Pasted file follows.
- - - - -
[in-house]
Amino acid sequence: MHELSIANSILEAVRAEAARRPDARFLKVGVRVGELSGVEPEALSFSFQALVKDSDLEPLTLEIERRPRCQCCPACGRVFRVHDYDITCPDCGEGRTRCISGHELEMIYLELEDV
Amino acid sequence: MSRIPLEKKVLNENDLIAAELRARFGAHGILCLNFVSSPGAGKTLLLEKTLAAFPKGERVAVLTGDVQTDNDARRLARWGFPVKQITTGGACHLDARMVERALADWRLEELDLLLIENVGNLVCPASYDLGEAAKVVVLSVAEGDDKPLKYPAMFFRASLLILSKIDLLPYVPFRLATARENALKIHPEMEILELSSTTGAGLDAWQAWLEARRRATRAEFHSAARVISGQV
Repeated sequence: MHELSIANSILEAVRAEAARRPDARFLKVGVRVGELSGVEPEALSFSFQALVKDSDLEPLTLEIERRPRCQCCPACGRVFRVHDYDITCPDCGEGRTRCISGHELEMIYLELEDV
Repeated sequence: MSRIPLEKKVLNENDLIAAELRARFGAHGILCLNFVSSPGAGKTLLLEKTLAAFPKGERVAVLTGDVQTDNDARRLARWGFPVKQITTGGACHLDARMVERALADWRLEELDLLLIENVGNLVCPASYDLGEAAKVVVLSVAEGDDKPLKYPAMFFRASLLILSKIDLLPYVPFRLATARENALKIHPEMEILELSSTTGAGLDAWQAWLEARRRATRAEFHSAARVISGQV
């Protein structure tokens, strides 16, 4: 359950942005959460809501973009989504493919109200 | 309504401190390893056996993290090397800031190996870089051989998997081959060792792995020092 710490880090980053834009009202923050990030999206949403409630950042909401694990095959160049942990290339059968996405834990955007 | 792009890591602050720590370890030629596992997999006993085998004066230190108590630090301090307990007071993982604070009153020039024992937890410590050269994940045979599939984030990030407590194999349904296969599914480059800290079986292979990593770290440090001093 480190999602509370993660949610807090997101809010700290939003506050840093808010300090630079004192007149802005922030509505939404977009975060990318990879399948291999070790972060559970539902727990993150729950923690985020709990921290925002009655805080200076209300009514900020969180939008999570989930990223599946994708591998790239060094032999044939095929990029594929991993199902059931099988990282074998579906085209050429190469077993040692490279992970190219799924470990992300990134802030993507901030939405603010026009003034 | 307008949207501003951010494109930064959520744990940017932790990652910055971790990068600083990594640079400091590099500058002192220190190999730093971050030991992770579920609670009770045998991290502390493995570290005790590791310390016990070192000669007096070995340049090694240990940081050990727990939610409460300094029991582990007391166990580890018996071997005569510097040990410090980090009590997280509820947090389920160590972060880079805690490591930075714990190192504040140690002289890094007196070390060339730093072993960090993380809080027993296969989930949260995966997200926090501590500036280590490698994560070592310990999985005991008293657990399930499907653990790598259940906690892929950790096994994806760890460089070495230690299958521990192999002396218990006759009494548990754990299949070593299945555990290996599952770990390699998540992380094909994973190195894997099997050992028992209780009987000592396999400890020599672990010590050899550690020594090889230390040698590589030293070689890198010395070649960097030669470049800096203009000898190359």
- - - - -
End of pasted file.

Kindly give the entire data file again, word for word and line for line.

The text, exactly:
[in-house]
Amino acid sequence: MHELSIANSILEAVRAEAARRPDARFLKVGVRVGELSGVEPEALSFSFQALVKDSDLEPLTLEIERRPRCQCCPACGRVFRVHDYDITCPDCGEGRTRCISGHELEMIYLELEDV
Amino acid sequence: MSRIPLEKKVLNENDLIAAELRARFGAHGILCLNFVSSPGAGKTLLLEKTLAAFPKGERVAVLTGDVQTDNDARRLARWGFPVKQITTGGACHLDARMVERALADWRLEELDLLLIENVGNLVCPASYDLGEAAKVVVLSVAEGDDKPLKYPAMFFRASLLILSKIDLLPYVPFRLATARENALKIHPEMEILELSSTTGAGLDAWQAWLEARRRATRAEFHSAARVISGQV
Repeated sequence: MHELSIANSILEAVRAEAARRPDARFLKVGVRVGELSGVEPEALSFSFQALVKDSDLEPLTLEIERRPRCQCCPACGRVFRVHDYDITCPDCGEGRTRCISGHELEMIYLELEDV
Repeated sequence: MSRIPLEKKVLNENDLIAAELRARFGAHGILCLNFVSSPGAGKTLLLEKTLAAFPKGERVAVLTGDVQTDNDARRLARWGFPVKQITTGGACHLDARMVERALADWRLEELDLLLIENVGNLVCPASYDLGEAAKVVVLSVAEGDDKPLKYPAMFFRASLLILSKIDLLPYVPFRLATARENALKIHPEMEILELSSTTGAGLDAWQAWLEARRRATRAEFHSAARVISGQV
């Protein structure tokens, strides 16, 4: 359950942005959460809501973009989504493919109200 | 309504401190390893056996993290090397800031190996870089051989998997081959060792792995020092 710490880090980053834009009202923050990030999206949403409630950042909401694990095959160049942990290339059968996405834990955007 | 792009890591602050720590370890030629596992997999006993085998004066230190108590630090301090307990007071993982604070009153020039024992937890410590050269994940045979599939984030990030407590194999349904296969599914480059800290079986292979990593770290440090001093 480190999602509370993660949610807090997101809010700290939003506050840093808010300090630079004192007149802005922030509505939404977009975060990318990879399948291999070790972060559970539902727990993150729950923690985020709990921290925002009655805080200076209300009514900020969180939008999570989930990223599946994708591998790239060094032999044939095929990029594929991993199902059931099988990282074998579906085209050429190469077993040692490279992970190219799924470990992300990134802030993507901030939405603010026009003034 | 307008949207501003951010494109930064959520744990940017932790990652910055971790990068600083990594640079400091590099500058002192220190190999730093971050030991992770579920609670009770045998991290502390493995570290005790590791310390016990070192000669007096070995340049090694240990940081050990727990939610409460300094029991582990007391166990580890018996071997005569510097040990410090980090009590997280509820947090389920160590972060880079805690490591930075714990190192504040140690002289890094007196070390060339730093072993960090993380809080027993296969989930949260995966997200926090501590500036280590490698994560070592310990999985005991008293657990399930499907653990790598259940906690892929950790096994994806760890460089070495230690299958521990192999002396218990006759009494548990754990299949070593299945555990290996599952770990390699998540992380094909994973190195894997099997050992028992209780009987000592396999400890020599672990010590050899550690020594090889230390040698590589030293070689890198010395070649960097030669470049800096203009000898190359």